When Lord Robert Baden-Powell wrote the famous handbook “Scouting for Boys,” he explained the Boy Scout motto, “Be prepared,” in part, this way: “Be prepared … by having thought out beforehand any accident or situation that might occur, so that you know the right thing to do at the right moment, and are willing to do it.”

That’s quite an order for anyone, especially in complex, changing times.

However, there are some actions we can all do to make our families, our communities and ourselves a little more on guard for a disaster or emergency. Having recently experienced a tornado in San Antonio, and a number of hurricanes and floods, I’ve become a believer in Benjamin Franklin’s axiom, “An ounce of prevention is worth a pound of cure.”

In the wake of February’s devastating weather event in our area, I learned about a couple of incredibly simple, useful tools for folks who want to optimize their readiness for a local catastrophe.

The first is the website of the San Antonio Office of Emergency Management – saoemprepare.com.

The online site is a virtual treasure trove of information. You’ll find TransGuide camera links, real-time maps of CPS Energy power outages, and road closings. There’s also a link to the San Antonio Flood Emergency System (www.safloodsafe.com), a great reference for all of us living in South Texas’ “Flash Flood Alley.”

There are printable brochures and downloadable guides to making and maintaining an all-purpose emergency kit, and creating a specific pre-emptive plan for your family  — including vital health records, shutting off utilities, dealing with pets and more. You can put it all together by installing the free Ready South Texas app on your cellphone or mobile device.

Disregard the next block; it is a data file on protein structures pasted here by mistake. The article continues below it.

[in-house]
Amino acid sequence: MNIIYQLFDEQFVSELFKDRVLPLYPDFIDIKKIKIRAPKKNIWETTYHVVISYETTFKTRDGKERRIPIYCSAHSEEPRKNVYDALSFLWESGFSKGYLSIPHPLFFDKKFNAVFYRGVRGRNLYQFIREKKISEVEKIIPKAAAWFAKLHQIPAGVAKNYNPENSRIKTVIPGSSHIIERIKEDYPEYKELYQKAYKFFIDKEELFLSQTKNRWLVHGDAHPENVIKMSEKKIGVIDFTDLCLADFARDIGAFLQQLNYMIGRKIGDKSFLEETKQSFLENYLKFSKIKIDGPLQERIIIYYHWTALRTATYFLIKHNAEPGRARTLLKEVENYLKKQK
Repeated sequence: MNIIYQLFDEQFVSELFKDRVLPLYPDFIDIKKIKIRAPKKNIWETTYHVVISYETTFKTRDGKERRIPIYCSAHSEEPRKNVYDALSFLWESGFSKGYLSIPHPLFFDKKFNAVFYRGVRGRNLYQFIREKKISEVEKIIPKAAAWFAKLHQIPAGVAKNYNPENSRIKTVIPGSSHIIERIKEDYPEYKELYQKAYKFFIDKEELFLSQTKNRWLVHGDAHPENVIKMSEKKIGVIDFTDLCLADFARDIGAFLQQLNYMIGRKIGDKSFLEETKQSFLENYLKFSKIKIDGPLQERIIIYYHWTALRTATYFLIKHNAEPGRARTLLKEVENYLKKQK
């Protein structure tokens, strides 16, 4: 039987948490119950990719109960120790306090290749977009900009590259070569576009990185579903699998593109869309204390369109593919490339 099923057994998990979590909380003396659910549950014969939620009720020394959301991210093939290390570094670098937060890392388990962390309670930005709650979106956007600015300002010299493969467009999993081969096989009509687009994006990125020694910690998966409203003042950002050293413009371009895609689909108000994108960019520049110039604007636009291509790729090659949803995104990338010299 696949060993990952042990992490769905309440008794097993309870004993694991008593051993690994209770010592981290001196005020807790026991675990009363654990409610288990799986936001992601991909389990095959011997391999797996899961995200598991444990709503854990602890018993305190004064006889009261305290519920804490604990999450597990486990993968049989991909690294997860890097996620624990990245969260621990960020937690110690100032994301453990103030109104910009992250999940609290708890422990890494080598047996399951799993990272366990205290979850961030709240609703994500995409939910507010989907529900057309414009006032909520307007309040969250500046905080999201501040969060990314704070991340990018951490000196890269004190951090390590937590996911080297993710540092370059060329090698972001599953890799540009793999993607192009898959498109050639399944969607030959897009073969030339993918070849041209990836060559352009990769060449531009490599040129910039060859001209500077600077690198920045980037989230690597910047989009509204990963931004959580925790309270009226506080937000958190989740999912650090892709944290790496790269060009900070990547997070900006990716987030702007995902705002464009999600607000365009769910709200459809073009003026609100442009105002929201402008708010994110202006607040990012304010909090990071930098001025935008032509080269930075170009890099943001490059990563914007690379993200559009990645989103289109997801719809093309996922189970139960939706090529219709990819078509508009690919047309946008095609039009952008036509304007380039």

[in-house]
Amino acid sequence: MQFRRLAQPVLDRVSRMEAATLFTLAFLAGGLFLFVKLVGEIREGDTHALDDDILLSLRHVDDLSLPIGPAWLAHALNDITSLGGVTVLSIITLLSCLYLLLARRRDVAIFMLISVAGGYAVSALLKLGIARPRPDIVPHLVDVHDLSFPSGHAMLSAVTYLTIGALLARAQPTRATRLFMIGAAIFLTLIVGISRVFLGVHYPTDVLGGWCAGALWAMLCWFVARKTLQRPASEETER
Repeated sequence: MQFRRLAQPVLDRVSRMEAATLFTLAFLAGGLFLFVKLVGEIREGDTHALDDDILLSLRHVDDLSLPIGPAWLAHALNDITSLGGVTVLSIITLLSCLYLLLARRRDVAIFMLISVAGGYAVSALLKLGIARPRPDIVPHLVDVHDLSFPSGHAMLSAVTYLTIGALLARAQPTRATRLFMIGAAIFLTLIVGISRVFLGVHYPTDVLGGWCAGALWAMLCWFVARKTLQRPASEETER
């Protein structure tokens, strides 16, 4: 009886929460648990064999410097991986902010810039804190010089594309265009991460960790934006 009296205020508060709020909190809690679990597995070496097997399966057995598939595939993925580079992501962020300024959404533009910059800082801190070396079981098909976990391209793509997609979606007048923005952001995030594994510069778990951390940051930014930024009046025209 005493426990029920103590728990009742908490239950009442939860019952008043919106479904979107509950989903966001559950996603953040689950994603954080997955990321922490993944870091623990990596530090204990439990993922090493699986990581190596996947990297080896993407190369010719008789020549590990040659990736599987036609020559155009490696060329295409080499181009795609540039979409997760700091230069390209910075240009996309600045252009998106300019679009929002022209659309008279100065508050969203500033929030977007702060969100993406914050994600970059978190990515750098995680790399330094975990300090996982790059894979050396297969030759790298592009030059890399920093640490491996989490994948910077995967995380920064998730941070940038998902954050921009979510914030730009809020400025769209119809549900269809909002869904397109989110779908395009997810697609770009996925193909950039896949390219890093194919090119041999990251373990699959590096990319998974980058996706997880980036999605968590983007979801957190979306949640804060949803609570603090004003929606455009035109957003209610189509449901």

It’s available for iPhone and Android users, and it’s easy to access and navigate – I tried it, and it’s clear and simple. Ready South Texas also gives you direction for responding to public-health emergencies, terrorist incidents, active-shooter situations, floods and disaster recovery.

“With this app, if something bad happens, you have your preparedness in the palm of your hand,” said Battalion Fire Chief Larry Treviño, the city’s top emergency management coordinator.

He also urged everyone to sign up for AlertSA, another free, potentially lifesaving program serving Bexar, Comal and Guadalupe counties. Treviño noted AlertSA was created after a survey a few years ago showed that 35 percent of San Antonio residents don’t have landline telephones in their homes.

“We work closely with Bexar Metro (911 Network District) on a reverse 911 program, so if there is an emergency, dispatch will call all landlines in the area with a recorded message,” Treviño said. “For instance, if there was a hazmat spill, it would tell you to turn off your air conditioner and stay inside, or if a wildfire was coming, it would tell you to get out and away. Now, with AlertSA you can receive that in a cellphone call, text and email, too.”

Register online at AlertSA.com.

Through AlertSA, you can also indicate if recipients are blind or low vision, deaf or hearing-impaired, or have physical or mental challenges. Such information enables the emergency system automatically to pinpoint an exact address and send a first responder to someone needing extra help. Treviño said about 10,000 people have registered so far.

Here’s hoping you never have to face fire, flood or any other calamity. However, if you do, wouldn’t it be nice to be ready in advance?


Leave a Reply

Your email address will not be published. Required fields are marked *